IMC: New Year's Resolutions for Your Closet



 

If you want to change your life, forget about that resolution to lose weight and instead focus on organizing your closet. A closet that is orderly can not only help you get dressed and – according to efficiency experts – out the door 70 percent faster, it might also make you much happier. A study done by IKEA shows that a third of people surveyed were more satisfied post-closet clean out than they were after having sex. If that hasn’t convinced you to embrace an organized closet lifestyle, these stories just might.


   Organized Beauty

   When Amy and Mark Roberts moved into their Hallbrook home in Leawood last April, improving their master bedroom closet was at the top of their list.
Amy calls her husband very Type A about organization. Armed with his “must haves,” and with the help of California Closet designer Cindy Kelley, the couple designed a space that is the perfect marriage of their tastes – uber-organized and yet still brings the glam factor.  

 

 

   The Roberts are anti-hoarders. Amy says if she hasn’t worn something in two years, she donates it. This wardrobe discipline has resulted in a closet that is not only lovely, but streamlined. And the homeowner adds that it “makes getting dressed easier and faster.”

   One of Amy’s favorite things about her new closet is her well-lit shoe cabinet. “In my last closet, all my shoes were literally thrown in a dark corner. Now, they’re stacked on shelves and I can see what I have and what works with each outfit. It really does make things easier.”

 

 

   Designer Cindy Kelley says anyone can up their closet game for the New Year. 

   Her pro tips include:

 

  •  Slimline Hangers from Costco. She calls these hangers a closest must-have. Amy concurs, and adds that having the same hanger also helps focus the eye on the clothes.

 

  •  Amping Up Your Closet’s Lights. Increasing the wattage of your lightbulbs will make an instant difference. Also, use LED lights because they won’t fade your clothes. In the Roberts’ closet, there are canned lights, chandelier, strip lights, puck lights and toe kick lights.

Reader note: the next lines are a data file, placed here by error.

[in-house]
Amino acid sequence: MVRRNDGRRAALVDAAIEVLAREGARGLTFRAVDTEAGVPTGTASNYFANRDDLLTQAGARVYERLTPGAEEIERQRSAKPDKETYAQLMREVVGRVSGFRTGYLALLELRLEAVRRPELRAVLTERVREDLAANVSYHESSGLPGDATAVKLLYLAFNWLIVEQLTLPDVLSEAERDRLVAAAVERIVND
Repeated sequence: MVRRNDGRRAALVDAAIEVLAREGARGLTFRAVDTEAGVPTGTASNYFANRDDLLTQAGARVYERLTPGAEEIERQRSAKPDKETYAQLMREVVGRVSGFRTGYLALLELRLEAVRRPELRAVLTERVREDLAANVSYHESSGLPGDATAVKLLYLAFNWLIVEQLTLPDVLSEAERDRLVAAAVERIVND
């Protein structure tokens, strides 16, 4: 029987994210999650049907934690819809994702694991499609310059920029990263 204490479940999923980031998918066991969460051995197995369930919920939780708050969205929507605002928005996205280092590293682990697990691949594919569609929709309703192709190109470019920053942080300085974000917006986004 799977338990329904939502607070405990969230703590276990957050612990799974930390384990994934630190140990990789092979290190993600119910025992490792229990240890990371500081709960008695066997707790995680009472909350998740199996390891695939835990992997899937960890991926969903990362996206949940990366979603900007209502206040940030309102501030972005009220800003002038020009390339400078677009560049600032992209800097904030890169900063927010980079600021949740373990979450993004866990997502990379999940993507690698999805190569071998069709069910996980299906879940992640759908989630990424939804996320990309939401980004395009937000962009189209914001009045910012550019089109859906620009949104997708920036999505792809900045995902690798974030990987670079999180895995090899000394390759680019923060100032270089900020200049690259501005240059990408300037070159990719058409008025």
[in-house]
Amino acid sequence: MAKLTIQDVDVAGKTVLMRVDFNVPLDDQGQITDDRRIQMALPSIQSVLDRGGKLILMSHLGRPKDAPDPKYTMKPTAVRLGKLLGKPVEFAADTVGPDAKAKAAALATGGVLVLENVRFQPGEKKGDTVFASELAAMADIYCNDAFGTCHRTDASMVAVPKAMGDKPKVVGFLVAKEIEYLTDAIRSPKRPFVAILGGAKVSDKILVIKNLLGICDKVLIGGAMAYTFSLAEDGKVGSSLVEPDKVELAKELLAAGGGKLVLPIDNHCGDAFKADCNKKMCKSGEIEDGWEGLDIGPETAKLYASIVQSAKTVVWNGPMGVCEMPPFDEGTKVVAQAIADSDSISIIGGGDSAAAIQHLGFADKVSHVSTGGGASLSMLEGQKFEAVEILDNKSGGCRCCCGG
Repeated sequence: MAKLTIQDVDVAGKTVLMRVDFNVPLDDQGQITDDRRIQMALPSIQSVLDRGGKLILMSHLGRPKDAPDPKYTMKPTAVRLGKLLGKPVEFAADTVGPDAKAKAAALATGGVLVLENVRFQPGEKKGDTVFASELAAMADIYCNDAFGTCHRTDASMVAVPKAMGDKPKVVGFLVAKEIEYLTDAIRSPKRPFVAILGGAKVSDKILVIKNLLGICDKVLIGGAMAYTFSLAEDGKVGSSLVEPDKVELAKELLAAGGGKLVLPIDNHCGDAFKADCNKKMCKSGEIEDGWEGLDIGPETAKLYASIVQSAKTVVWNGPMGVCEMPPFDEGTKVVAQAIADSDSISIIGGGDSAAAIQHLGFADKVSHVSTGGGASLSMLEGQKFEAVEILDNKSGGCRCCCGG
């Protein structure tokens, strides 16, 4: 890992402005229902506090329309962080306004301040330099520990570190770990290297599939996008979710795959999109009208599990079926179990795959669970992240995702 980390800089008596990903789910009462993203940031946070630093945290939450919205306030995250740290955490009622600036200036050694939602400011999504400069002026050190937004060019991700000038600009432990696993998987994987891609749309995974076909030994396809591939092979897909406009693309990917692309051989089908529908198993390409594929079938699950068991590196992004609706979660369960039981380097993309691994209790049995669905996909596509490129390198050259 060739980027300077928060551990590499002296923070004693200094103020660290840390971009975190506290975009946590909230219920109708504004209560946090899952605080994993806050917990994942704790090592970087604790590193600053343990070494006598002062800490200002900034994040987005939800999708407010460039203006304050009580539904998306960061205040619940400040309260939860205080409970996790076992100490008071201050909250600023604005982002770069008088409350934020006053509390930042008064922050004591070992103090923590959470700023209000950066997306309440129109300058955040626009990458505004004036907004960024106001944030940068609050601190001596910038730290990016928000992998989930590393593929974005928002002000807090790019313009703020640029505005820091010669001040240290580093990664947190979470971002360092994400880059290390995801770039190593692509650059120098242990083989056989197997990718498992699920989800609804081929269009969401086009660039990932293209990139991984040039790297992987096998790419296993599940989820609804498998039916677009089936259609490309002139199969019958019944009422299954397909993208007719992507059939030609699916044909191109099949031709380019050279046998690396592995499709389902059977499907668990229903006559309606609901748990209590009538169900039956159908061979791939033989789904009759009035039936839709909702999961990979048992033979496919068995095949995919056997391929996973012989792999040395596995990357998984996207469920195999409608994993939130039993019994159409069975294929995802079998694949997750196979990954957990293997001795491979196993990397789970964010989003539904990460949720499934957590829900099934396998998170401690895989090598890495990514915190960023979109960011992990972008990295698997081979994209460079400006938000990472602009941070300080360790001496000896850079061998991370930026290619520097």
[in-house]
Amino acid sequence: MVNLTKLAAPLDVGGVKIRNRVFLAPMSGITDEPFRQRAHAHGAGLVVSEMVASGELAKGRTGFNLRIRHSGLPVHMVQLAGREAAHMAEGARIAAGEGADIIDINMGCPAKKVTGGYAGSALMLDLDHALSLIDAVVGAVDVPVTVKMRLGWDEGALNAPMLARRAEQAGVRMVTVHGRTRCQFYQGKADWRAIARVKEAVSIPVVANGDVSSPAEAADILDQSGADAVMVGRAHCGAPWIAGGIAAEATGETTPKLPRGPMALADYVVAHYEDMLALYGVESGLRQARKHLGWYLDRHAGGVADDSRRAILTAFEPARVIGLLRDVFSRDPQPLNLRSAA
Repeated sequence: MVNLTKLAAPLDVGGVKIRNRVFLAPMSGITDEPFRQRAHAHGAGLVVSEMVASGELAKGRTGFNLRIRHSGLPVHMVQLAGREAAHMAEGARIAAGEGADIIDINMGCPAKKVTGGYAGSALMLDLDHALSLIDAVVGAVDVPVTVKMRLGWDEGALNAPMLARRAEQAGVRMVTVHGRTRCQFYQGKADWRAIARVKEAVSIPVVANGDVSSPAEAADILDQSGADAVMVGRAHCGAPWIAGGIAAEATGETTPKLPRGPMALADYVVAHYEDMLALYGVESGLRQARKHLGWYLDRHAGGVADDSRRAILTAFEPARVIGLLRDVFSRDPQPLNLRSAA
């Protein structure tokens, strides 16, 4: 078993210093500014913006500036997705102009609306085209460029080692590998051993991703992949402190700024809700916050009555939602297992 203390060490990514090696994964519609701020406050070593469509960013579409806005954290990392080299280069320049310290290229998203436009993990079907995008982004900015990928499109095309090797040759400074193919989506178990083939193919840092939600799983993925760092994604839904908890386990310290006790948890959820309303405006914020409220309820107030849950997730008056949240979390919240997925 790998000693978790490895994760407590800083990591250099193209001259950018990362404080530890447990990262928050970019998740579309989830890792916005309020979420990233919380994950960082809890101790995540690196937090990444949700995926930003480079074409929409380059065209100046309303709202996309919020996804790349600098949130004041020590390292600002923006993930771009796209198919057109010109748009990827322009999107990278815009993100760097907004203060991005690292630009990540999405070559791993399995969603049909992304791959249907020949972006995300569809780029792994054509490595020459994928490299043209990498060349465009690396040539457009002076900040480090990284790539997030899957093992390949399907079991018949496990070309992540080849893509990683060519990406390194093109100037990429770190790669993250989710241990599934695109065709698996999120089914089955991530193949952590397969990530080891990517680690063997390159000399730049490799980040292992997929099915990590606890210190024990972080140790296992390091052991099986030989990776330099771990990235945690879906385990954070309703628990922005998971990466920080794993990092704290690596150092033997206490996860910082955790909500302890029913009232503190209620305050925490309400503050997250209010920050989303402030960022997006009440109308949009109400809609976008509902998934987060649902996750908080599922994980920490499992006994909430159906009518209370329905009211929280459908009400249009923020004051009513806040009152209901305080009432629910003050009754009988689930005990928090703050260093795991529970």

• Ditch the builder-grade closet shelving. A lot of the shelving in closets is 10-to-12-inches deep, making them unusable for stackable clothing storage. Kelley says the correct depth is 14 inches back-to-front. 

 

Bee Organized: Don’t Fear the Purge

 

 

   We wear only 20 percent of the clothes in our closet, so why are we hanging on to the other 80 percent? This is what Kristen Christian and Lisa Foley help people figure out. The women are the founders of Bee Organized. They’re experts in helping clients explore their emotional and sometimes complicated relationship with what’s inside their closet.
“Everybody has their own (issue with stuff),” reassures Catie Herst, a licensed therapist and organizational guru. “It’s not just attachment, either. It’s embarrassment or guilt or shame about the excessive buying.”

   435 Magazine was there to watch and learn as the Bee Organized team did a deep dive into the closet of busy mom and business owner Kami. We walked away with these 10 tips.

   1. Ask yourself these three questions to determine the fate of each item.
   Do you love it?
   Does it serve a purpose right now or in the near future?
   Is it valuable or irreplaceable?

2. Employ a one-in, two-out rule. With a friend or family member whose love language is to buy or bring you things, be a better gatekeeper. Tell them, thank you, but you’re going on a diet of stuff. If that doesn’t work, give them direction: “I’m really looking for a yellow cardigan. But I don’t need anything else.”

 

 

3. Enlist a friend and set an appointment. Having a friend who can be ruthless in saying yay or nay and allotting a set time to work on this keeps you invested.

4. Stay on task. It’s easy to get distracted and start trying things on and reminiscing.

5. Make piles. Sort them into different categories. For example: “donate,” “give to sister-in-law,” “pieces to fix.”

6. Follow through. Once you put them in piles, put them in your car. If you don’t, you could wind up dipping into the pile again.

7. Trick yourself into thinking you have less space. Hang up a picture or a piece of art – preferably something that reflects your personality – as you sort to convince yourself you have less space than you do and make you’re more selective about what you keep. 

8.  Always be editing. Keep a bag in your closet. If you try it on and it doesn’t fit, put it in the donation pile. Once it’s full, donate it.

 

 

9. Keep things visible. The easiest way to lose track of what you have is to bury it. “In closets we go through, people put all black sweaters together and they’re like, ‘oh my gosh, I have 30 black sweaters.’” Foley says. “You don’t need 30, you need maybe 10.”

10. Break things into zones. For example, short sleeves, short sleeves with collars, long sleeves, etc. “Having all the same hanger in the same direction helps your mind move faster,” Christian says. Instead of rifling through all of your clothes, you can go straight to what you need.